Does this assert always pass or not? In other words, does SQLAlchemy save the order (in generating INSERT queries) when adding new objects to session?

from sqlalchemy.ext.declarative import declarative_base
from sqlalchemy.orm.session import sessionmaker
from sqlalchemy.engine import create_engine
from sqlalchemy.types import Integer
from sqlalchemy.schema import Column

engine = create_engine('sqlite://')
Base = declarative_base(engine)
Session = sessionmaker(bind=engine)
session = Session()

class Entity(Base):
    __tablename__ = 'entity'
    id = Column(Integer(), primary_key=True)

first = Entity()

second = Entity()

assert second.id > first.id
print(first.id, second.id)

None, in production I'm using postgresql, sqlite is for testing.

  • 1
    I can neither find the code in sqlalchemy that causes this to be so (its dicts and sets in lots of places) nor can I produce a compelling counterexample (short of the non-monotonicity in the sequence), and so +1 – SingleNegationElimination Apr 15 '12 at 4:52

After looking a bit at the SQLAlchemy source, it looks like add() records when it was inserted: https://github.com/zzzeek/sqlalchemy/blob/master/lib/sqlalchemy/orm/session.py#L1719

The relevant snippet:

def _save_impl(self, state):
    if state.key is not None:
        raise sa_exc.InvalidRequestError(
            "Object '%s' already has an identity - it can't be registered "
            "as pending" % state_str(state))

    if state not in self._new:
        self._new[state] = state.obj()
        state.insert_order = len(self._new) # THE INSERT ORDER IS SAVED!

And this is called from Session.add => self._save_or_update_state => self._save_or_update_impl => self._save_impl.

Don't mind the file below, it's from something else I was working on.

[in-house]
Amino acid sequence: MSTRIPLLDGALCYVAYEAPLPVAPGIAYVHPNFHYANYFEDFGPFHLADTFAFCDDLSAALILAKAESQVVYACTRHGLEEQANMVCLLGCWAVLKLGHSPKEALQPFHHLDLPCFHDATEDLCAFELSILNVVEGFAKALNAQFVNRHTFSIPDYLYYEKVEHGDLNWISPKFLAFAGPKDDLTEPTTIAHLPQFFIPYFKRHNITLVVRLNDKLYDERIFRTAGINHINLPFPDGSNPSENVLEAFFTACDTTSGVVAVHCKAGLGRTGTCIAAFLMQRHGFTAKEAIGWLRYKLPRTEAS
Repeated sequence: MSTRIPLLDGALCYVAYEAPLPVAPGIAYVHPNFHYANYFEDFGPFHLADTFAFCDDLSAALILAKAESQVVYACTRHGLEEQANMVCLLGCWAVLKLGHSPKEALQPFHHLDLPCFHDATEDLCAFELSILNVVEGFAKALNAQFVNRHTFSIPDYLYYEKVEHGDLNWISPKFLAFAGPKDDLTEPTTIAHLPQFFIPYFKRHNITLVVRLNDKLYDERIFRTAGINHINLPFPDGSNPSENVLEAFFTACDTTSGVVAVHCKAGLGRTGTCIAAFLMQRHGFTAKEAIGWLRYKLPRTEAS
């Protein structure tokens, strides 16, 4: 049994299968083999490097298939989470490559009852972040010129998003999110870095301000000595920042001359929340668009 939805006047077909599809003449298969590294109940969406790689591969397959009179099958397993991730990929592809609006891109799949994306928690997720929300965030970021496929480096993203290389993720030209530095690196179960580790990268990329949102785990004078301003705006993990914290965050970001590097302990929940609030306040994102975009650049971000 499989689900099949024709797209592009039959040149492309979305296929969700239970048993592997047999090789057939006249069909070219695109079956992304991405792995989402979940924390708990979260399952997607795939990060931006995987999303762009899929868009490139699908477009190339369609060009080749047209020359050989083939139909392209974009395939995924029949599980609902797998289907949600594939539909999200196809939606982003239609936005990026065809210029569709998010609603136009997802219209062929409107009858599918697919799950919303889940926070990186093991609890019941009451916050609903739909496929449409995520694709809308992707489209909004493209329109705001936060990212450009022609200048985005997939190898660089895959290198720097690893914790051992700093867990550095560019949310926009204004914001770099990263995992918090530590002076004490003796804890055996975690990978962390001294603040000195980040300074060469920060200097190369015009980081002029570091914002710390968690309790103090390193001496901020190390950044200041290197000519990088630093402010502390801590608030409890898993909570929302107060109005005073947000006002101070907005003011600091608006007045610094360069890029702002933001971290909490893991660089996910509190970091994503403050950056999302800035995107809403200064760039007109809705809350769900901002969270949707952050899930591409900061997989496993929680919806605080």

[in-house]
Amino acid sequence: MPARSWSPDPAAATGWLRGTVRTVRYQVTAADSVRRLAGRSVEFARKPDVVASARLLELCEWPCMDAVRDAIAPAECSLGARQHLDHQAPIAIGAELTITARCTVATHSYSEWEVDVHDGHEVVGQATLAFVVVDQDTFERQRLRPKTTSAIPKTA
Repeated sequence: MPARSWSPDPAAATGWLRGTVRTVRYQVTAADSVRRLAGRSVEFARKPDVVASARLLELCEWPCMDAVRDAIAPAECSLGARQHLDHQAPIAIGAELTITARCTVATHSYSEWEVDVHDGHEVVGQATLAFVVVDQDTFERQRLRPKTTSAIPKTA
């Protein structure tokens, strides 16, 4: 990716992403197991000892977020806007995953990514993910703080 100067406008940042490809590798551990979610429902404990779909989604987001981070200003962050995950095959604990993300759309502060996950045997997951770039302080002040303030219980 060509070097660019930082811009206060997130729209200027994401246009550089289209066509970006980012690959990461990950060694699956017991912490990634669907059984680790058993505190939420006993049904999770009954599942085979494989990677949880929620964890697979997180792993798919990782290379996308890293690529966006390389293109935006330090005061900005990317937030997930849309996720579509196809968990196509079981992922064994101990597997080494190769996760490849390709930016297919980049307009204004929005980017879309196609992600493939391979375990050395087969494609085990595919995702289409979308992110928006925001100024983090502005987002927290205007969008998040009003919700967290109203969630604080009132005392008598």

It's then used in _sort_states when saving: https://github.com/zzzeek/sqlalchemy/blob/master/lib/sqlalchemy/orm/persistence.py#L859

Unfortunately, this is only implementation-level proof. I couldn't find anything in the documentation that guarantees it...

Update: I've since looked a bit more into this, it turns out there's a concept called Unit of Work in SQLAlchemy that somewhat defines the order during a flush: http://www.aosabook.org/en/sqlalchemy.html (search for Unit of Work).

Within the same class, the order is indeed determined by the order that add was called. However, you may see different orderings in the INSERTs between different classes. If you add object a of type A and later add object b of type B, but a turns out to have a foreign key to b, you'll see an INSERT for b before the INSERT for a.

  • 1
    This is the right answer – zzzeek Sep 26 '17 at 0:59
  • @zzzeek Is there anyway to to control the ordering of statements in the case there is a circular fk? – Alex Rothberg Sep 5 '18 at 4:59

No, it does them when you commit, not when you add.

  • I knew that queries are sent to db in flush() or commit(). But I guess sqlalchemy generates INSERT queries with the order of session.add() commands. (I tested with the above Entity class and postgres) – Taha Jahangir Apr 14 '12 at 14:39
  • Yes it generates insert queries, but the id (primary key) could be determined by the db, as there could be a trigger that executes on insert which increases the sequence nr and so on. – rapadura Apr 14 '12 at 14:41
  • 1
    The original asker is wondering whether or not the INSERT statements are emitted, upon commit, in the order that they were added. Upvoted, because I'm wondering the same. //Edit: figured it out! Answering in a bit. – munchybunch Nov 14 '13 at 23:27

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